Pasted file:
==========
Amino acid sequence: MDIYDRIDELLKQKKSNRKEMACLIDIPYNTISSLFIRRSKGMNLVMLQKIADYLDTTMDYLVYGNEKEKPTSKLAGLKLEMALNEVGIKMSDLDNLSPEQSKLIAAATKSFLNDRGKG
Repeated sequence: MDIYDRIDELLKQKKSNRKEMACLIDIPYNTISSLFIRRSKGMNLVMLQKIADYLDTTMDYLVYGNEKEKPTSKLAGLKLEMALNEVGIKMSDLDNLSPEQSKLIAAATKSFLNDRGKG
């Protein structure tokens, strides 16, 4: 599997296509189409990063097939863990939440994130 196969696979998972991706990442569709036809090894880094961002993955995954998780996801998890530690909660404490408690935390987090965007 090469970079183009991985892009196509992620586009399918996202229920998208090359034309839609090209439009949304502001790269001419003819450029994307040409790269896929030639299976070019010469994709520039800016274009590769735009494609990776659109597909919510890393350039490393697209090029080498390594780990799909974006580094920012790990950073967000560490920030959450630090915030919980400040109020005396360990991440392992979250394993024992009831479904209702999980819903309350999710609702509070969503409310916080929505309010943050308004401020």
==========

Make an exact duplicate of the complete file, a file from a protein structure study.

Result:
Amino acid sequence: MDIYDRIDELLKQKKSNRKEMACLIDIPYNTISSLFIRRSKGMNLVMLQKIADYLDTTMDYLVYGNEKEKPTSKLAGLKLEMALNEVGIKMSDLDNLSPEQSKLIAAATKSFLNDRGKG
Repeated sequence: MDIYDRIDELLKQKKSNRKEMACLIDIPYNTISSLFIRRSKGMNLVMLQKIADYLDTTMDYLVYGNEKEKPTSKLAGLKLEMALNEVGIKMSDLDNLSPEQSKLIAAATKSFLNDRGKG
């Protein structure tokens, strides 16, 4: 599997296509189409990063097939863990939440994130 196969696979998972991706990442569709036809090894880094961002993955995954998780996801998890530690909660404490408690935390987090965007 090469970079183009991985892009196509992620586009399918996202229920998208090359034309839609090209439009949304502001790269001419003819450029994307040409790269896929030639299976070019010469994709520039800016274009590769735009494609990776659109597909919510890393350039490393697209090029080498390594780990799909974006580094920012790990950073967000560490920030959450630090915030919980400040109020005396360990991440392992979250394993024992009831479904209702999980819903309350999710609702509070969503409310916080929505309010943050308004401020």